★★★★☆ A fascinating and artistically absorbing musico-political event.

Queensland Performing Arts Centre
July 29, 2015

We Australians don’t think that we have lyrical legislators or pleasingly polyphonic politicians. So the idea of musical settings of a sample of our parliamentarians’ speeches seemed such an unlikely paradox that hearing Topology and Australian Voices present Unrepresentative Swill – our Senators, à la Paul Keating, not the repertoire of the concert – was, frankly, impossible to resist at the Queensland Music Festival.

The venue was the Concert Hall of QPAC in Brisbane: we, the audience, sat in the choir stalls and the performers (violin, viola, double-bass, saxophones and piano together with the 24 young choristers, with their conductor, Gordon Hamilton) had their backs to where the audience would normally have been: a symbol, perhaps, of politicians who, so often, ignore or spurn their constituents?

There were 15 pieces (plus a hilariously mocking encore, Unrepresentative Swill): 11 of them by Robert Davidson (the bassist and director of Topology); one by the group’s sax player (John Babbage); one by Dominic Hefferan (a bass in the choir); and two by Hamilton. Some were for unaccompanied chorus, others just for instruments, all (or nearly all) had recordings of the speeches played behind or under the music.

Dark Hour, the music for the oldest oration (which was delivered by Prime Minister, WM “Billy” Hughes, in London in 1916), was almost hymn-like. Composed by Hamilton (a man who understands choristers and their work perfectly), it had echoes of Vaughan Williams and Finzi and it was a glowing tribute to the excellence of his singers. Performing from memory, as they did for the entire program, they were beautifully in tune, precise in metre, and produced a radiant sound. By the end of the night I was convinced that this was the finest choral singing that I have ever heard in Australia.

In several of the pieces – the announcement of war in 1939 by the Prime Minister, RG Menzies, for example – the audio-recording became a musical element, itself, as crucial phrases (whether because of their own cadences or their historical import) were cut up and repeated, almost like a hieratical chant.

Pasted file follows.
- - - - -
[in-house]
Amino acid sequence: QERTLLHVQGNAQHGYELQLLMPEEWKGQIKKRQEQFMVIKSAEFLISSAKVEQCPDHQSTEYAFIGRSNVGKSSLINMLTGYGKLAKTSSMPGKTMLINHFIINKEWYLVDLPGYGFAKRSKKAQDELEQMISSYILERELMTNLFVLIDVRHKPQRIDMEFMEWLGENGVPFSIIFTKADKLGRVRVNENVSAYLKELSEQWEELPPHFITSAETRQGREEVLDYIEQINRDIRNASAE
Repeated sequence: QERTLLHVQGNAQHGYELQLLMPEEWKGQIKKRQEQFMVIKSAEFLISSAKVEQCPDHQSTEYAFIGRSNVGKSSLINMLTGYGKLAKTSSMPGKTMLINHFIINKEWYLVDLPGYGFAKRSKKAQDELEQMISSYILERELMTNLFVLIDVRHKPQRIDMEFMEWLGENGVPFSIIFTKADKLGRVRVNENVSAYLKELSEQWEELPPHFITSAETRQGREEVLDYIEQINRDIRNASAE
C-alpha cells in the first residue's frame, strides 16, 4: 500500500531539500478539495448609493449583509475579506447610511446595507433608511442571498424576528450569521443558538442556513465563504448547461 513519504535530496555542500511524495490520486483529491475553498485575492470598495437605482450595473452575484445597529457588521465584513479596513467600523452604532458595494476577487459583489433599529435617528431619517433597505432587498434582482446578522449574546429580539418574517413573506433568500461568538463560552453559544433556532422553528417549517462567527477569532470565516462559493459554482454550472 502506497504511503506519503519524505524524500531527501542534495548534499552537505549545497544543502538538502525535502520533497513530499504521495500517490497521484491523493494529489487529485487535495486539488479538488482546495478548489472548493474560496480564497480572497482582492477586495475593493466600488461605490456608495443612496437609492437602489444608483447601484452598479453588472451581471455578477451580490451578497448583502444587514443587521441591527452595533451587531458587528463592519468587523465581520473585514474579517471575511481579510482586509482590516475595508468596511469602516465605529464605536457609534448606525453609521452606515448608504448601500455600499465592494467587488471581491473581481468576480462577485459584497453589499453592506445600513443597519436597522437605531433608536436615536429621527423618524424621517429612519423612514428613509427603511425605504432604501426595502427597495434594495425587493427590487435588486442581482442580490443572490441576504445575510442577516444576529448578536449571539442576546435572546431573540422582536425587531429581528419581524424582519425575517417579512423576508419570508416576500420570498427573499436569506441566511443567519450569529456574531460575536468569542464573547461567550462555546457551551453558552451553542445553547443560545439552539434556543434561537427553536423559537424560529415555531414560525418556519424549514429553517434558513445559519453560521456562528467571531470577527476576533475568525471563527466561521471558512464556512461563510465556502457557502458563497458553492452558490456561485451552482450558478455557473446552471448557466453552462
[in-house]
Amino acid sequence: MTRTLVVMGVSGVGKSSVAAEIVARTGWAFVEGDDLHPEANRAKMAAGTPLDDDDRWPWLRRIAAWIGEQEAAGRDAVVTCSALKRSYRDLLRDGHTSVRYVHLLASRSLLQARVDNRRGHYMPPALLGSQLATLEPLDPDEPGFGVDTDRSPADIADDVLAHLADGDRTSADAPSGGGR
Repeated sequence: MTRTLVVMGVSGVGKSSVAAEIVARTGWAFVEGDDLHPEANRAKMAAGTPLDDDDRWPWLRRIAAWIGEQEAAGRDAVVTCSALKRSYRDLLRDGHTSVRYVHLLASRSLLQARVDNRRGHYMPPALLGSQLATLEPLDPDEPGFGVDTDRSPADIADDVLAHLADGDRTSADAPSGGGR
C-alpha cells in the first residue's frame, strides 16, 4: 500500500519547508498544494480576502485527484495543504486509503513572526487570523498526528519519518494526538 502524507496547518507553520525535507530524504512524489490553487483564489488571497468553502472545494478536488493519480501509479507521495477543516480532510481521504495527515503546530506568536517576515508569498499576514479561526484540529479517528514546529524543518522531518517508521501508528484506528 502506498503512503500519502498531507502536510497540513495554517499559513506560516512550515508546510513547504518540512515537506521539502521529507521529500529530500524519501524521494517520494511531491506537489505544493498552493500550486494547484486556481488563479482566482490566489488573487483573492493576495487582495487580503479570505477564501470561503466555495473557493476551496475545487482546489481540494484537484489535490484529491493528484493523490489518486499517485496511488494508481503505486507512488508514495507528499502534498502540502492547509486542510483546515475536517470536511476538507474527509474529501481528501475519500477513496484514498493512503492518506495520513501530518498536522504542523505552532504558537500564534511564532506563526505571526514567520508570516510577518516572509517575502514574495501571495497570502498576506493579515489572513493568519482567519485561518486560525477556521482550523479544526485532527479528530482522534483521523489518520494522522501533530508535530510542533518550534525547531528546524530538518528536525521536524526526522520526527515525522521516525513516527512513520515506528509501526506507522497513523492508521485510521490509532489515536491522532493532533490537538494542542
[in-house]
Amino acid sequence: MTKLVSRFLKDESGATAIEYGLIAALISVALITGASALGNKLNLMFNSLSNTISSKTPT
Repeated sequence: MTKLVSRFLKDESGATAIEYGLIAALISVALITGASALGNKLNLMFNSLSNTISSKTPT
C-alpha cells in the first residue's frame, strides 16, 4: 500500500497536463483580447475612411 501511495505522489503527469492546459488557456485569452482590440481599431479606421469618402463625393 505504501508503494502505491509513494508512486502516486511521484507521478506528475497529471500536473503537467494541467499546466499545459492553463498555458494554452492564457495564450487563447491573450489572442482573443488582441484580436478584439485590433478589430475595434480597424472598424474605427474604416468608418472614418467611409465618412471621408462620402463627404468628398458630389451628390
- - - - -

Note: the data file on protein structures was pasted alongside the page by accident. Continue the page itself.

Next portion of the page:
The styles were moderately eclectic but never outré. For John Curtin’s speech to the nation in 1941 about the seriousness of our destiny in the face of the Japanese threat, Davidson used only instruments in a jazzy way, over the recording, as if to anticipate the Prime Minister’s appeal to America which was only days away. Malcolm Fraser’s notorious “Life is not meant to be easy” remark was set by Babbage in a “minimalist” style for chorus alone – a profusion of repeated words and syllables – as if to indicate the social fragmentation which it implied (only a really proficient chorus could have brought it off so well, incidentally). Julia Gillard’s, “Not now! Not ever!” (the famous misogyny speech) was set by Davidson in a deliberate, word-for-word manner, as if to say that its emotional impact (and truth) needs no gloss, only the directness of simplicity.

Not everything was serious, though. Ironically, when (in, perhaps, the most profound utterance) the choir sang Kevin Rudd’s two words, “We apologise”, we initially needed the program pamphlet to tell us what they were singing. But when the MC, Adam Spencer, asked Davidson to replay the recording at double speed (at first, still no comprehension), again and again until it was about 64-times the original pace, we realised that the languid tempo and long-drawn-out syllables were really that crisp message, “We apologise”. Surely Davidson was creating a metaphor for the protracted history of how hard it had been for White Australia (and significantly there was no speech from John Howard included in this roll-call, just part of an interview) to utter those two profound words.

But “An MC?” you ask. Well, yes. Candidly, I found Spencer’s contribution excessive and rather solipsistic (if good-naturedly so). Yet it is probably true to acknowledge that, for the younger people in the audience (and there was a gratifying number of them), many of those politicians were nebulous historical figures. Thus some introduction and context were necessary. Away with the cavilling, therefore, and just recall the substance of this fascinating and artistically absorbing musico-political event. An Australian rarity, indeed.

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